M- 8.5 / T- 7 / B- 6.5 / R- 7.5


Aroma: 6

Cinnamon, Nutmeg and Clove all come on the nose almost immediately with the cinnamon leading the charge. Further back in the pack, an air of fresh pumpkin is met with a noticeable zing of sharpness portending an impression of the hops-forward drink to come.  – Tim

This pumpkin ale pours a great deep amber, almost brown in a molasses like quality.  Great lacing is left behind by the frothy head that quickly settled after the pour.  Very appealing in collaboration with the aroma. – Rick

This sucker smells like it’s soaking in nutmeg, and has a rather pungent hop aspect to it. I do get a hint of the barley malt as well, but more as a sense of fleeting charred sweetness. – Mike

Getting most of our usual three, cinnamon, nutmeg and pumpkin dominate the very slight nose on this one.  The only unusual quality of the aroma is the pumpkin smells baked, if not slightly burned. – Brittney

M- 4 / T- 6 / B- 6.5 / R- 7


Mouth feel: 6

There’s a great presence on the pallet from this one right off the bat.  It delicately dances between medium and light bodied while settling across the tongue with a nice tingle. – Rick

Just on the cusp of medium bodied with a hint of wateriness and medium carbonation.  To be honest, I expected more zip from this brew.  I was expecting a bang but all I got was a whimper. – Tim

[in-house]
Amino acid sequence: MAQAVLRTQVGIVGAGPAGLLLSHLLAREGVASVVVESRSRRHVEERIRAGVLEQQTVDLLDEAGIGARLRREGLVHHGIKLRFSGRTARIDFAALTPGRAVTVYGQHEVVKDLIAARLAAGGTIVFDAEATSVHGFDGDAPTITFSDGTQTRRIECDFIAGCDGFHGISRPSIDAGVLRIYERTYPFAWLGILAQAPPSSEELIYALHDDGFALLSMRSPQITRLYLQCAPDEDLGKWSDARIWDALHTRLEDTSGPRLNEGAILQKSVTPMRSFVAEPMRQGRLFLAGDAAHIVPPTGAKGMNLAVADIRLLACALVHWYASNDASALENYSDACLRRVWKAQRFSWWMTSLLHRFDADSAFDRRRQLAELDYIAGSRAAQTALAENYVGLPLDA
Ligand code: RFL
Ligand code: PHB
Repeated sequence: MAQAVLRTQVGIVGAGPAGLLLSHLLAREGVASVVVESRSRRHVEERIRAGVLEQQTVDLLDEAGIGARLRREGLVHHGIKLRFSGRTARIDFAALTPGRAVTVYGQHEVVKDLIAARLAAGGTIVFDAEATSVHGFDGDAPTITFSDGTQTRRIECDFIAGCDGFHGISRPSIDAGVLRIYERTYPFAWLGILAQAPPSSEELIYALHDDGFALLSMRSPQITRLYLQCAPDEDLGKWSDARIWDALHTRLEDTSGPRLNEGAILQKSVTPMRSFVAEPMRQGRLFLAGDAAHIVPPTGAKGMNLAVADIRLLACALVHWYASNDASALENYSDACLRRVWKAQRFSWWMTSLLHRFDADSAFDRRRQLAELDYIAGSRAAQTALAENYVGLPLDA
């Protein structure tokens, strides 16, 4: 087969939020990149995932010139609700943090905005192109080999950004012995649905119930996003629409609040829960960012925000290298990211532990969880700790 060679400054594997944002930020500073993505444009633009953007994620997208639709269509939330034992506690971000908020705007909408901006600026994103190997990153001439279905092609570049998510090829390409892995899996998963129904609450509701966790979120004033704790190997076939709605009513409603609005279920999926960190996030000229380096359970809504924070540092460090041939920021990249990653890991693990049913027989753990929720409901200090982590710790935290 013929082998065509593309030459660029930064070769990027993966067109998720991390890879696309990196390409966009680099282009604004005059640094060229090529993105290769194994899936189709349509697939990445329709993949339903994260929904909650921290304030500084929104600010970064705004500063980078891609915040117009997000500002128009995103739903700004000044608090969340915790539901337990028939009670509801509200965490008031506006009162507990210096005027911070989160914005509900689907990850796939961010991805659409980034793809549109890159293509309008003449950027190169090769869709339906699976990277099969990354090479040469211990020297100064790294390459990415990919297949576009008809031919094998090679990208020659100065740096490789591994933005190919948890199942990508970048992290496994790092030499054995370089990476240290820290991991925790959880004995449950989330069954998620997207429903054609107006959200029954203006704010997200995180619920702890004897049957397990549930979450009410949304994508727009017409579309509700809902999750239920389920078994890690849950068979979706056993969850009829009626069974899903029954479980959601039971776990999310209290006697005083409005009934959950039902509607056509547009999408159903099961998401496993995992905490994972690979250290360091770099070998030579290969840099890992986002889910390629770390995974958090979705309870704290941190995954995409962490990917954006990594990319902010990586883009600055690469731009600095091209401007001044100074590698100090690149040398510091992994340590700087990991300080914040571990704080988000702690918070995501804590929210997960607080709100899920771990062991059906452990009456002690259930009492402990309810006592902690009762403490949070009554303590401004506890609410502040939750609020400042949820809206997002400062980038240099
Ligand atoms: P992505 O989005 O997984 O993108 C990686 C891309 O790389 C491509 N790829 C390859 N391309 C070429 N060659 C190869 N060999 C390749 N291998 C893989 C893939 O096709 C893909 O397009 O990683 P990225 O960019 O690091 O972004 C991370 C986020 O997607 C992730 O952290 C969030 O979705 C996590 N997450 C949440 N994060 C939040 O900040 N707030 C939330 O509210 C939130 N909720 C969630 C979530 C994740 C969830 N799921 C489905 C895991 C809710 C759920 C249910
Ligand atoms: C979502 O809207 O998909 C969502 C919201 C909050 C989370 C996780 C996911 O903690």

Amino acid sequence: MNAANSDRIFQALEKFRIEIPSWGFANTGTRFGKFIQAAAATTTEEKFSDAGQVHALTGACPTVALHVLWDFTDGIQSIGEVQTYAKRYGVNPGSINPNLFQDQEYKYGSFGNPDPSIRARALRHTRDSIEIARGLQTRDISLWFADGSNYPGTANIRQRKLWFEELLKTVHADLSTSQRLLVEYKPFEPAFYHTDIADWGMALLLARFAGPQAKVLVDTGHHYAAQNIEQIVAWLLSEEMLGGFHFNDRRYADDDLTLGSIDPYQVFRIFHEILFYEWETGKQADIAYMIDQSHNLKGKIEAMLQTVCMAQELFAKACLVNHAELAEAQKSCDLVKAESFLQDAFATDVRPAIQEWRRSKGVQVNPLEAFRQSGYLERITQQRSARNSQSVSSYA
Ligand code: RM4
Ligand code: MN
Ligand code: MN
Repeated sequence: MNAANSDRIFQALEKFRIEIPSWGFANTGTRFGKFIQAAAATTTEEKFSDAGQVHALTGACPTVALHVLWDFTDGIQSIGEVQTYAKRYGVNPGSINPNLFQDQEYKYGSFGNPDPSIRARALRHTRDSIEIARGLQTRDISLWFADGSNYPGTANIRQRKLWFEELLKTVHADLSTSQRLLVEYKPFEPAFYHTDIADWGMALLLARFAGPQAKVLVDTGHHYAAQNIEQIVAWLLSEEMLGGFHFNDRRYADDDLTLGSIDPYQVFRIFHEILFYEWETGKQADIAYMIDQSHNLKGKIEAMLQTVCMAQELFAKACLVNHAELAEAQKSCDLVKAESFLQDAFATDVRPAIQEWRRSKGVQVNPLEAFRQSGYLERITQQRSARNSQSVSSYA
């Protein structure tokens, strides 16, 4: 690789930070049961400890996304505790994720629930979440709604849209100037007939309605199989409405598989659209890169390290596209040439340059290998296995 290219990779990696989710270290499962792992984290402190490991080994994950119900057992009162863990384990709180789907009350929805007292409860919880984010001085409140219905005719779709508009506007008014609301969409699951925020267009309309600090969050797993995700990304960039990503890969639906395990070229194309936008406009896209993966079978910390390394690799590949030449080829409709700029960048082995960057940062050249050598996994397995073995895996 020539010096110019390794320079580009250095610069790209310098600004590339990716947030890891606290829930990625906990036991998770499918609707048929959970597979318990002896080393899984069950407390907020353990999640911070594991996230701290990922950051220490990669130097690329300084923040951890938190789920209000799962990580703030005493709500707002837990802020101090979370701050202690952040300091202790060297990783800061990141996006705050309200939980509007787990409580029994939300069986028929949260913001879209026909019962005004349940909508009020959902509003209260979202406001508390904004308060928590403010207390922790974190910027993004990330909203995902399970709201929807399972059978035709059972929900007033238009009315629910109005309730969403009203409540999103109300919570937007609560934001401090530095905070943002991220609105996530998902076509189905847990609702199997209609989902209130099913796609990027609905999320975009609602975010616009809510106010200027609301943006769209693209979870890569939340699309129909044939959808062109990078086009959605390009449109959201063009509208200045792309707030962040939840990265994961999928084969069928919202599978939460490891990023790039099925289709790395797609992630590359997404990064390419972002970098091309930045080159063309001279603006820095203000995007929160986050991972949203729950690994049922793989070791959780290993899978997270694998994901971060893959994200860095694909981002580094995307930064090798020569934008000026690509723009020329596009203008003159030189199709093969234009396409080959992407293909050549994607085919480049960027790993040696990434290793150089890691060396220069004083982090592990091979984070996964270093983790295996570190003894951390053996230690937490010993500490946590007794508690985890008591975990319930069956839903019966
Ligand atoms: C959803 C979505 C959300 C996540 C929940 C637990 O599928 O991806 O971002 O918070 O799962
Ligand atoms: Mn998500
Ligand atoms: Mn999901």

The experience of the mouth feel on this one is quick and to the point.  The carbonation really expands in your mouth.  It’s very smooth, has excellent crispness and ends slightly dry.  – Brittney

M- 4 / T- 4.5 / B- 7 / R- 6


Tasting notes: 5.5

As predicted, Ichabod is hoppy and bitter but not flowery like an IPA, this is a surprisingly citric and vegetal ale with notes of grapefruit along with cinnamon and nutmeg and bready malts. The pumpkin is more subdued but the undercurrent of flavor is there.  The spice level is more restrained than I’d imagined it’d be based on the bouquet.  However, it all rubs me the wrong way.  It’s not a traditional fall ale, with none of the expected sweetness and, yet despite the outburst of hops it’s not floral enough for me to appreciate it as an IPA. – Tim